Properly worn PPE can be life-saving because of the hazards associated with a high-speed tool such as a chainsaw. Chainsaws are professional tools and should not be operated by people with no knowledge of handling them. PPE will serve as your last line of defense in case of a mishandling hazard, but it is the proper handling knowledge and technique that will prevent the mishaps from occurring.
Knowledge of Work Area Safety:
It is essential to analyze work area safety before you start working with your chainsaw. This is to protect yourself and others from any accidents.
The following points are included in work area safety:
- Keep others safe: Make sure there are no animals or unconcerned people in the work area. When felling trees, make sure that there are no people or animals in a radius of at least two to three lengths.
- Weather: We would strongly advise you not to work in adverse weather conditions, such as heavy rain, high-speed winds, lightning, snow, etc.
- Check for hazards: Before you start felling trees, check for potential hazards in the work area. Potential hazards may include electricity or telecommunication cables that could be destroyed by falling branches and trunks.
- Escape route: Always have an escape route planned to the side and rear of potential danger areas.
Some Basic Dos and Don’ts:
Here are some basic dos and don’ts of chainsaw handling:
- Correct height: Do not operate a chainsaw above shoulder height or above ground level, for example, in a tree or off a ladder, unless you are qualified and experienced to do so.
- Available help: It’s never a bad idea to have someone within calling distance. Never work alone while using a chainsaw.
- Clear state of mind: Do not operate your chainsaw under the influence of alcohol or drugs or when you are tired and sleepy. Make sure you are fully attentive when operating your saw.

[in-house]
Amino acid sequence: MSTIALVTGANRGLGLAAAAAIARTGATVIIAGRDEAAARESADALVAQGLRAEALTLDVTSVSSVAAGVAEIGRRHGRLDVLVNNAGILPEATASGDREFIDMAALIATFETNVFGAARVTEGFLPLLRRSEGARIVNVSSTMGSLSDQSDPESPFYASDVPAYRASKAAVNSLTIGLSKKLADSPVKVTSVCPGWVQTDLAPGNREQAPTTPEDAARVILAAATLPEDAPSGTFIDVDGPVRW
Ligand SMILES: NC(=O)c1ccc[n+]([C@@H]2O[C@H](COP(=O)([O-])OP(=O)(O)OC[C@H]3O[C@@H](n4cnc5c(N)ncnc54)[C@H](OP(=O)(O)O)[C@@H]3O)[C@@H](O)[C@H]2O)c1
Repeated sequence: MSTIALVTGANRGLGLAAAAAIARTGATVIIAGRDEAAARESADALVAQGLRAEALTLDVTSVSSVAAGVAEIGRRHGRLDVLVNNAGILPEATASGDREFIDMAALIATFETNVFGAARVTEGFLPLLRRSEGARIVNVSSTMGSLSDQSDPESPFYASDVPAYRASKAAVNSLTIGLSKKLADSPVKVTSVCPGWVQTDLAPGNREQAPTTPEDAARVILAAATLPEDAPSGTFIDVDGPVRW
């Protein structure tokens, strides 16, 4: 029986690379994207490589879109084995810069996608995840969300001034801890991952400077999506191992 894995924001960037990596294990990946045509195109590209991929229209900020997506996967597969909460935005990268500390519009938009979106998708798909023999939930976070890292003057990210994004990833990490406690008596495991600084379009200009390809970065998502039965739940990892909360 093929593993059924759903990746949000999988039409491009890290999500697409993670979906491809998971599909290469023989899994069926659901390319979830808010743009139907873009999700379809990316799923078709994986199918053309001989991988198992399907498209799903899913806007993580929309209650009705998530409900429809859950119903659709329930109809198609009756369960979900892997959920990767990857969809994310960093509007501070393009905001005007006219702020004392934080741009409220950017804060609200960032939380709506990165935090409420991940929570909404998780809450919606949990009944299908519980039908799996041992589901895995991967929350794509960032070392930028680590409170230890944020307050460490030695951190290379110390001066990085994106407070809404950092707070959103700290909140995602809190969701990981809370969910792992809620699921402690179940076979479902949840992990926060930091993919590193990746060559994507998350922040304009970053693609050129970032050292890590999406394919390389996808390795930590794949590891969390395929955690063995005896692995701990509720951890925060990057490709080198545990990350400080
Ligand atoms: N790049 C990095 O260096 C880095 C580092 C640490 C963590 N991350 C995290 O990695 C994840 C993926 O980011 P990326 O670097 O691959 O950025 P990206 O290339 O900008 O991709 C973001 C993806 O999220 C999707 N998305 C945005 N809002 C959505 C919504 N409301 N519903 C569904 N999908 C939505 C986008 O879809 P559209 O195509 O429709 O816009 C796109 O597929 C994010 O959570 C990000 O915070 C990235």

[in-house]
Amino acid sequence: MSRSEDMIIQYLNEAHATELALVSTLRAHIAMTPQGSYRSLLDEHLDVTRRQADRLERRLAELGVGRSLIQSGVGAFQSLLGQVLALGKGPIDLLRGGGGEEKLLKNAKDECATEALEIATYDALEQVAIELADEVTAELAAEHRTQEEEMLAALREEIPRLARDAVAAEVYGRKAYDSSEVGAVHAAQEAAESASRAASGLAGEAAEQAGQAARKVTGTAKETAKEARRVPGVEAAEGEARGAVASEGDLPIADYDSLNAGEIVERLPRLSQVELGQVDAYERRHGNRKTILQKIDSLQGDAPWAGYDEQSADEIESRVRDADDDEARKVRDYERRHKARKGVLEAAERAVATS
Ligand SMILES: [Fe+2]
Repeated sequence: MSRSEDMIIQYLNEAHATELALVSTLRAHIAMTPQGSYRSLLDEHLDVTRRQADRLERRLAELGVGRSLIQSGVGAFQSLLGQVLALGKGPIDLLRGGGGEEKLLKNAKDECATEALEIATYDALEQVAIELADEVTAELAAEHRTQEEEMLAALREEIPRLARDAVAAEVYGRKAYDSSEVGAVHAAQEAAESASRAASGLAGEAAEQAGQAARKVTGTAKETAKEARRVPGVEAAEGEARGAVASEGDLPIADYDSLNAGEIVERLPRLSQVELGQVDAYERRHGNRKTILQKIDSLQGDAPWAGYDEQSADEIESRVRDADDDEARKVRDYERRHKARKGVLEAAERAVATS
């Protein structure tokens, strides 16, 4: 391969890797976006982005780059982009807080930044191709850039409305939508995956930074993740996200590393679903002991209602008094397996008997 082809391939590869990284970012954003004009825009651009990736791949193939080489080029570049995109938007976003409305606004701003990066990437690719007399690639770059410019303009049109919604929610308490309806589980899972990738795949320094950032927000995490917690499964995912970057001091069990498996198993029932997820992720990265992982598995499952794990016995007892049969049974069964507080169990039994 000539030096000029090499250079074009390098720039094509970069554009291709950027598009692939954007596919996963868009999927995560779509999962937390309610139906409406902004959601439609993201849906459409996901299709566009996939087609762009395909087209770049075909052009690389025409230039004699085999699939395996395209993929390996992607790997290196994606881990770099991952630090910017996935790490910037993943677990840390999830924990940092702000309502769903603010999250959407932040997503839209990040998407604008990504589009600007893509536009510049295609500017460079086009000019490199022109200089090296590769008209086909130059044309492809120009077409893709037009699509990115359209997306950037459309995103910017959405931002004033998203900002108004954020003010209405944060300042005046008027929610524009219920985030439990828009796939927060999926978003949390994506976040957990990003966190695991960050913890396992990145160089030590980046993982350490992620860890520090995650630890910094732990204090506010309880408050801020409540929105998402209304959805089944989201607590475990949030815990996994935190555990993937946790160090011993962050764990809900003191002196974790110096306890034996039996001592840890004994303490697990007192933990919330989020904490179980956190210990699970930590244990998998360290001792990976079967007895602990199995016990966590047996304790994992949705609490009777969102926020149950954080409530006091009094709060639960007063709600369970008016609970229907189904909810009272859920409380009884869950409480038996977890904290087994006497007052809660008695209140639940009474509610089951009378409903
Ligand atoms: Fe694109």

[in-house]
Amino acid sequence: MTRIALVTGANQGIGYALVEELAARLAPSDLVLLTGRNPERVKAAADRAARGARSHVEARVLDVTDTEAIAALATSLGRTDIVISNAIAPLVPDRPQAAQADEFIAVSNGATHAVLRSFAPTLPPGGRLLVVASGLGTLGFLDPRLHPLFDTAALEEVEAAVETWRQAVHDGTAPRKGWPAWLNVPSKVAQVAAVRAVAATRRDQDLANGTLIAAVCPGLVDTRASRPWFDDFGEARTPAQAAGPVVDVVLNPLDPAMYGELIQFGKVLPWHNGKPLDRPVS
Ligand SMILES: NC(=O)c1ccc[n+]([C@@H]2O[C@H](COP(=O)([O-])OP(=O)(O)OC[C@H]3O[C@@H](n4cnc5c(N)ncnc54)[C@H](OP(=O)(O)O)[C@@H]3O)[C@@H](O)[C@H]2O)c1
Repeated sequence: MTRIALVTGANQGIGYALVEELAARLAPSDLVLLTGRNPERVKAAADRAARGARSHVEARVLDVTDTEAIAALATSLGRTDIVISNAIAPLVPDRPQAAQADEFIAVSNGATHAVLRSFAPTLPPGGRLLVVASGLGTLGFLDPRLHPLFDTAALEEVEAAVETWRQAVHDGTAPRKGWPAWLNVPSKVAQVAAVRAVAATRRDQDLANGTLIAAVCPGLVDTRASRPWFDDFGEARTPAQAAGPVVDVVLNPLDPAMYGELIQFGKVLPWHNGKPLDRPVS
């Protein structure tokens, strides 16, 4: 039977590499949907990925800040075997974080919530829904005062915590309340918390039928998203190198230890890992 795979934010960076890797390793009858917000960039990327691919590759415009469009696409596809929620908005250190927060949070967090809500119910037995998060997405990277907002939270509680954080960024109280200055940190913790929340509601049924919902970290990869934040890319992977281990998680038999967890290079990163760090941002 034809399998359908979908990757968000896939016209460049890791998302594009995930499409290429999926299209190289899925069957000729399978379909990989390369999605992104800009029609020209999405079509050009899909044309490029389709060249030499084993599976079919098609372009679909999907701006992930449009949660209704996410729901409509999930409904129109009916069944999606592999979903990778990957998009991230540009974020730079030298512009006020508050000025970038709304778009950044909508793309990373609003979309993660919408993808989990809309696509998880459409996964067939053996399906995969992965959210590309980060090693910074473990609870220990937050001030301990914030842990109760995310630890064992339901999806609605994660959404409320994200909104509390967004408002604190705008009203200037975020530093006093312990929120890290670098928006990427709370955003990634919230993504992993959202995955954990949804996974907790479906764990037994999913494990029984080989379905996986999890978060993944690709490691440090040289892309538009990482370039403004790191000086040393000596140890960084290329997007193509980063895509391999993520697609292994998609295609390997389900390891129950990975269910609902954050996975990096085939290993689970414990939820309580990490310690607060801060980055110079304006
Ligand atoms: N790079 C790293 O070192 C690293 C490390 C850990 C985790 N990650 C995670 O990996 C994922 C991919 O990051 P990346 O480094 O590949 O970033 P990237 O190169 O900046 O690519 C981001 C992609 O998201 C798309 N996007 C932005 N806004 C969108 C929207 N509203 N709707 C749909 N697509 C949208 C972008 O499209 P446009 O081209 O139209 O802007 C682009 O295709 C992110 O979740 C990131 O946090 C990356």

- Alertness: When you get tired of using your chainsaw, have a rest – you need to stay alert with a chainsaw and be in control.
- The right tool for the right job: Your Chainsaw is designed to cut wood – do not try to cut any other material with a chainsaw. Do not use a chainsaw guide bar for levering or digging. Please match the size of your chainsaw and bar with the job at hand. Don’t use a small chainsaw and bar to fell a large tree.
- Chainsaw condition: Do not, under any condition, operate a chainsaw that is damaged, not adjusted according to the manufacturer’s recommendations, incorrectly assembled, or if there are some missing parts.
- Adjust your Chainsaw: Except for fine-tuning the carburetor, never adjust your chainsaw’s parts while the motor is running. Always turn off your chainsaw when handling/adjusting the chain, guide bar, or sprocket.
Chainsaw Operating Techniques:
You should have at least the basic knowledge of these techniques before you start working with a chainsaw:
● Properly holding your chainsaw:
To properly hold your chainsaw, place your left hand on the front handle and ensure the handle is gripped between the thumb and finger, with your thumb under the front handle. Use the mitt if fitted. Grip the rear handle with your right hand, with your index finger on the throttle trigger.
Maintain complete control of the chainsaw while the motor is running by keeping a firm grip with both hands.
● Reducing Kickback:
Proper operating techniques like those mentioned below can reduce the likelihood of kickback:
- Firmly hold your chainsaw with both hands.
- Make sure your left thumb is wrapped firmly under the front handle and in the mitt if there is one fitted on your chainsaw.
- Be aware of the guide bar nose location at all times when operating your chainsaw. Ensure that the guide bar nose does not come in contact with any object.
With this basic knowledge, you should start with easier and safer tasks and slowly move to difficult tasks as you gain more experience.